“Rick Mears – Thanks: The story of Rick Mears and the Mears gang” book reviewed


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If you know who both Rick Mears and Gordon Kirby are, you’ll already want this book. In brief, it is the story of one of North American motorsport’s greatest ever drivers, written by one of its greatest writers.

This revised edition of ‘Thanks’ updates its original 2008 edition with additional material on Mears’ family life and advisory work to the Penske team.

‘Thanks’ does everything you want it to – the comprehensive story of Mears’ life and career, charting the (very) highs and (painful) lows. With extensive contributions from Mears himself together with family, team members and rivals, alongside Kirby’s paddock insights, this is no long-distance biography.

Coming in hardback and featuring copious pictures of beautiful 1980s and 1990s Penskes, ‘Thanks’ is the latest in a strong run of recent IndyCar books – last year’s ‘Indy Split: The Big Money Battle that Nearly Destroyed Indy Racing’ and Al Unser Jr’s brutally honest autobiography being the other highlights.

Knowing his audience, Kirby also includes a comprehensive IndyCar results section in the closing pages, which will delight the completists and rounds off the package neatly.

The price tag may put off a few, but for fans of one of IndyCar’s golden eras this is definitely tipping into must-have territory.

RaceFans rating

Rating four out of five

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Rick Mears – Thanks: The story of Rick Mears and the Mears gang

Author: Gordon Kirby
Publisher: Racemaker Press
Published: 2021
Pages: 265
Price: $65
ISBN: 978-0-9998754-5-2

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Ben Evans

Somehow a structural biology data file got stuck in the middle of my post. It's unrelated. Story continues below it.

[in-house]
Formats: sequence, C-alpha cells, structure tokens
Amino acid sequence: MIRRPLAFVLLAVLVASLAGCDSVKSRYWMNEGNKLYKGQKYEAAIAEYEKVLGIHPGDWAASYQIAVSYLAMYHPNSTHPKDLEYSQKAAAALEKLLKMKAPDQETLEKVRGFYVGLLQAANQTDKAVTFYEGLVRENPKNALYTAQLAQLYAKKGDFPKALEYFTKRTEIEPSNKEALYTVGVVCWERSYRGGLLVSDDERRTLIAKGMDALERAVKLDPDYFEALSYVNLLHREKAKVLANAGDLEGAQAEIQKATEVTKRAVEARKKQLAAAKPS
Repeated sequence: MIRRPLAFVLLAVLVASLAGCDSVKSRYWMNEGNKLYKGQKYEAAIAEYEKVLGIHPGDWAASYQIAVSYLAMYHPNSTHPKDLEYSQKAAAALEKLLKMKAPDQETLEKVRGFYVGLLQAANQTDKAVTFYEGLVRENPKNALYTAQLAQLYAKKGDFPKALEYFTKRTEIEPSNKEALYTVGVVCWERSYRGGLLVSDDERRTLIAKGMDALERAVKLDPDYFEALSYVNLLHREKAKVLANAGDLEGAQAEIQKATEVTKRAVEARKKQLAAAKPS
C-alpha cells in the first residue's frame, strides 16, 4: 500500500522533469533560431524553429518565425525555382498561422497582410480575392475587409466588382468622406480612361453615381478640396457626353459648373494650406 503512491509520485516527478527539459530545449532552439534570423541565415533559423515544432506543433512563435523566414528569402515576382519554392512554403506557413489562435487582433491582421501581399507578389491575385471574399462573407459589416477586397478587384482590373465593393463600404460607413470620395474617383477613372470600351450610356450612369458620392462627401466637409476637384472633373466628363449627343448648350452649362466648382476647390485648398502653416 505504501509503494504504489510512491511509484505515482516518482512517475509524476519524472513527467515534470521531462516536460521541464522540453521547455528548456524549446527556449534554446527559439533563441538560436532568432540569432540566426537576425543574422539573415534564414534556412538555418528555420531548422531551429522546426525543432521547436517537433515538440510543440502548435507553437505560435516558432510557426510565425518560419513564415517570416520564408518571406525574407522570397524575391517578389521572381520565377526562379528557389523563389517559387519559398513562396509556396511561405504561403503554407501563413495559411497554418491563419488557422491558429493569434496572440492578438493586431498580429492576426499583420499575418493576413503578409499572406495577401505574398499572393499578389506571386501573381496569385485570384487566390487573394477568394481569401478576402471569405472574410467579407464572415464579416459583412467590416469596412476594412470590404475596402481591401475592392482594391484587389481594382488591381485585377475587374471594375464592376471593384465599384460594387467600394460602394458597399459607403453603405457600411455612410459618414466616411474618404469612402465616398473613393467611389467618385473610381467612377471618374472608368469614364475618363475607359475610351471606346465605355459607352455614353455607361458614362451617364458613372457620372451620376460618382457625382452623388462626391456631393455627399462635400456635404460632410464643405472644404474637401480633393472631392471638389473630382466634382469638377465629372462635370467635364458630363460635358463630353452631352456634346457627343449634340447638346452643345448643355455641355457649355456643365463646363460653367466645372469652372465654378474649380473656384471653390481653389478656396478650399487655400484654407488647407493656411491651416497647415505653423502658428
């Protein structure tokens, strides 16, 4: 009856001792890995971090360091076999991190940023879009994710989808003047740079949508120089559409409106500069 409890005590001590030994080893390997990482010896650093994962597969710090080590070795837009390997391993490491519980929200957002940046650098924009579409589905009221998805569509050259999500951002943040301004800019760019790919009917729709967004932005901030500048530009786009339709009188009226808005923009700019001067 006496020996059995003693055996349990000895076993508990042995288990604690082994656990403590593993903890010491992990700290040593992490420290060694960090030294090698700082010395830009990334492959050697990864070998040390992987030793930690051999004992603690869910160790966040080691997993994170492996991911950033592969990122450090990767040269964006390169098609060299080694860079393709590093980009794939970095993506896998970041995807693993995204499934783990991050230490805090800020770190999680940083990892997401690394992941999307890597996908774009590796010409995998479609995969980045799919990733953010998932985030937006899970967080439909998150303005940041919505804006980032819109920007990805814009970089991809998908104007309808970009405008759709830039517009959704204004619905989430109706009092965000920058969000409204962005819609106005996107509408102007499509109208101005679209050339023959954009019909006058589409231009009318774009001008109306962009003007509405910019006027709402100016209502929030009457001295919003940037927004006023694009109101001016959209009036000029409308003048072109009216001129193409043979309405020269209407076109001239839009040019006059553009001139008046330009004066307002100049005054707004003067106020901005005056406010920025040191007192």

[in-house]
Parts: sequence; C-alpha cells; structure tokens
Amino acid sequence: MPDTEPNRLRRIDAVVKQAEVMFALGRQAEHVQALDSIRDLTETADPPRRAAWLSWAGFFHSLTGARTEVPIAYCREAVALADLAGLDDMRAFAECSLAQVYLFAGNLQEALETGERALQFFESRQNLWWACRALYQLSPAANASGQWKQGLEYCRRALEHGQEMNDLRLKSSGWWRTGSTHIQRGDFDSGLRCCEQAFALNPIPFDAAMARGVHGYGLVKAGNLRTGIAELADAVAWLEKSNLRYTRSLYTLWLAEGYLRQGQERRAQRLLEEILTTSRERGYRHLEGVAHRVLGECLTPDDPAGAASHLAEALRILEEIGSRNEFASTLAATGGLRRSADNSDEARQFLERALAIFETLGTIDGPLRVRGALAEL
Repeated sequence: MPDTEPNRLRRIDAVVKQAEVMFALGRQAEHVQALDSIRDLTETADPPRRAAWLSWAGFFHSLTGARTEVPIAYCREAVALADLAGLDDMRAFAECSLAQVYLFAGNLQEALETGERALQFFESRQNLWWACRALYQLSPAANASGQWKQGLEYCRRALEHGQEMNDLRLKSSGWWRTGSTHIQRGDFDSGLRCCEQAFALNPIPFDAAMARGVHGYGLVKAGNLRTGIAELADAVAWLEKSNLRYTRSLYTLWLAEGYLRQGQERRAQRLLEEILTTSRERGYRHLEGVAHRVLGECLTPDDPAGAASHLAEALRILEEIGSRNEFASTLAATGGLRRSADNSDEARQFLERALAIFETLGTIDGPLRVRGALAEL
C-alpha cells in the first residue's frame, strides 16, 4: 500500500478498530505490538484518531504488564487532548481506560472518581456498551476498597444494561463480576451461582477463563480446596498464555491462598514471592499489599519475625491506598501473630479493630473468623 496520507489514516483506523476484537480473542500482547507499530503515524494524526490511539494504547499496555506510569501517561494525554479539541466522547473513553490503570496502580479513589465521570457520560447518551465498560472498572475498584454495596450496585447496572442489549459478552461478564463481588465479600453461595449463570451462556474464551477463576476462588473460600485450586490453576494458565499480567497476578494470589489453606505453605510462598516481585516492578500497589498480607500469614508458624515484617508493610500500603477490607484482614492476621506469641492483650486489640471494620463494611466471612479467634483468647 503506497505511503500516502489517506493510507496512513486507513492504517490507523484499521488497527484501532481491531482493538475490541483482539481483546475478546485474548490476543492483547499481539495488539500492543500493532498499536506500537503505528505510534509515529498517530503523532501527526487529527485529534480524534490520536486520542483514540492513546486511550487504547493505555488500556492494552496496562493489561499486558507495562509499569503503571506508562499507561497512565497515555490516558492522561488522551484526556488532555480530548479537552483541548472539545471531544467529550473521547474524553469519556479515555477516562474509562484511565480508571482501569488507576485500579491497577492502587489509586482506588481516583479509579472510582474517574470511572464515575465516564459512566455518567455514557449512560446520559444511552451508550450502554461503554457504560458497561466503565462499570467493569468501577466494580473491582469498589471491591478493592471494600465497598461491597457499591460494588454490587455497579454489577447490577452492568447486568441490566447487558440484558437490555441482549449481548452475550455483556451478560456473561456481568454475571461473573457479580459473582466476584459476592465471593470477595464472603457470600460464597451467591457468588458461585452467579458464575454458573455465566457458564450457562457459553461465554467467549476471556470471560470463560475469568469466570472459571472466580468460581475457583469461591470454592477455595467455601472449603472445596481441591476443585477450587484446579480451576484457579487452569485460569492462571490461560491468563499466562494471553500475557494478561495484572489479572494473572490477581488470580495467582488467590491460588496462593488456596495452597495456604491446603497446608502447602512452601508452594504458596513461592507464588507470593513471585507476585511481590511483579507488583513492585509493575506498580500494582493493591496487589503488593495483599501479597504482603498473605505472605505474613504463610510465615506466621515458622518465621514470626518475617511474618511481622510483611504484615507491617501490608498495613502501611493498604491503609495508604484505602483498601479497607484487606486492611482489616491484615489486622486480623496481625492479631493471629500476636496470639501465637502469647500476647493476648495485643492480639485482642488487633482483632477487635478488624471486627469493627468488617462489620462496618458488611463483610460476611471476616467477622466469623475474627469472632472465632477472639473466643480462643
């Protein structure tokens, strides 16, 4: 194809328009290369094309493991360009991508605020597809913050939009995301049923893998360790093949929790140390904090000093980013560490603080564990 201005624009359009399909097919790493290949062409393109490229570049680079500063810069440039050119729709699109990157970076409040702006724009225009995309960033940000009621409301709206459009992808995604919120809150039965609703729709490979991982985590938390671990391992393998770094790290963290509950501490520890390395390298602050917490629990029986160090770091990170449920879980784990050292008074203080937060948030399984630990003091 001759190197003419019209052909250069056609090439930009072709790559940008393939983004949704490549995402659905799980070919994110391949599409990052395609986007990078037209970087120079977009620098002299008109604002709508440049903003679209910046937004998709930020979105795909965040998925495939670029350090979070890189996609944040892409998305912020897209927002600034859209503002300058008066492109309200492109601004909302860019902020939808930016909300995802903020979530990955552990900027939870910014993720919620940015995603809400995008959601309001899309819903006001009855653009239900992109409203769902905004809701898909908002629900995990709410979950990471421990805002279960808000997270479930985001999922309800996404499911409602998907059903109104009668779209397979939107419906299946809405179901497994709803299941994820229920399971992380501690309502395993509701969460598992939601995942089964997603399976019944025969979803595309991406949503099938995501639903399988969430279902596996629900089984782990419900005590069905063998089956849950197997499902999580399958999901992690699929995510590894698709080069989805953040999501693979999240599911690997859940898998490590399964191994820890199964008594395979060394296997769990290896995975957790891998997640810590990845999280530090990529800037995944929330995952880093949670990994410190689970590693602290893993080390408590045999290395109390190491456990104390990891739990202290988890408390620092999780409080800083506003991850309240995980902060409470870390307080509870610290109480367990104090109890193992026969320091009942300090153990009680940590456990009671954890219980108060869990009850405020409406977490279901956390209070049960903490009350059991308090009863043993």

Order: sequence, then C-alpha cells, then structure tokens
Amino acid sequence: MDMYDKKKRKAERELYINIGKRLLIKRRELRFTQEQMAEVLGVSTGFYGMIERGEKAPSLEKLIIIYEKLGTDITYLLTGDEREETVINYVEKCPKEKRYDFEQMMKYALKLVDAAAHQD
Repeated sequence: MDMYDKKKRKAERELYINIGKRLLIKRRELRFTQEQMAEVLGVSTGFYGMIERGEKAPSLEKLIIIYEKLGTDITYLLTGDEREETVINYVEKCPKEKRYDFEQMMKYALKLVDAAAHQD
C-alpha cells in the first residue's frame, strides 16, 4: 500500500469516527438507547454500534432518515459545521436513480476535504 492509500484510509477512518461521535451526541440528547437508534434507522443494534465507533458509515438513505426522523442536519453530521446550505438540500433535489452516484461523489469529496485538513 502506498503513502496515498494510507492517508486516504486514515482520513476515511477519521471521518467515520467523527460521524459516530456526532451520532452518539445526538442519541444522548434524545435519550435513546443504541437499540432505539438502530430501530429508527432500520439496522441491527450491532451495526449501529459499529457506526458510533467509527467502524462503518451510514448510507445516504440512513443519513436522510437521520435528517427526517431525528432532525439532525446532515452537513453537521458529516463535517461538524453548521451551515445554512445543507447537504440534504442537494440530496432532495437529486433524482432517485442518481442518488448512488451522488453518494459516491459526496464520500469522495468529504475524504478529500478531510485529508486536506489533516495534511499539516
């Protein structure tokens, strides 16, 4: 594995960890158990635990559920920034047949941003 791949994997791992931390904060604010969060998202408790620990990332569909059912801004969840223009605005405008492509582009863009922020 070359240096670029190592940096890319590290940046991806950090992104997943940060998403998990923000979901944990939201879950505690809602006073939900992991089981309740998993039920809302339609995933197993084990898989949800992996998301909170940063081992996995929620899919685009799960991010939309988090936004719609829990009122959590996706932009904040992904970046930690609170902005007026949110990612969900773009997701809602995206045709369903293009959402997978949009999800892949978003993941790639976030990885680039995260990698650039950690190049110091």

Motorsport commentator Ben is RaceFans' resident bookworm. Look out for his verdict on the latest motor racing publications on Sundays....

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5 comments on ““Rick Mears – Thanks: The story of Rick Mears and the Mears gang” book reviewed”

  1. It wasn’t “IndyCars” golden years, that name is new and represents both greed and a second rate series. Rick Mears raced in a different series before the George Family decided to destroy North American’s premier single seat racing. Please don’t mislead folks.

    1. Agree with that. Tony George is one of the worst.

      Lived in the same area with Rick Mears and family during that time. Good family, great racing and driver. Good times.

      1. Yes, miss the heydays of CART and the battle of the March’s, Lola’s, Penske’s and even the Eagles. The Dallara’s are old and don’t really allow the top drivers to distinguish themselves from the so-so drivers. A sad state of affairs indeed.

        1. Also, hopefully there is a special place in Hell for Tony George where they don’t use lube on the pitch folk.

          1. So true with that!

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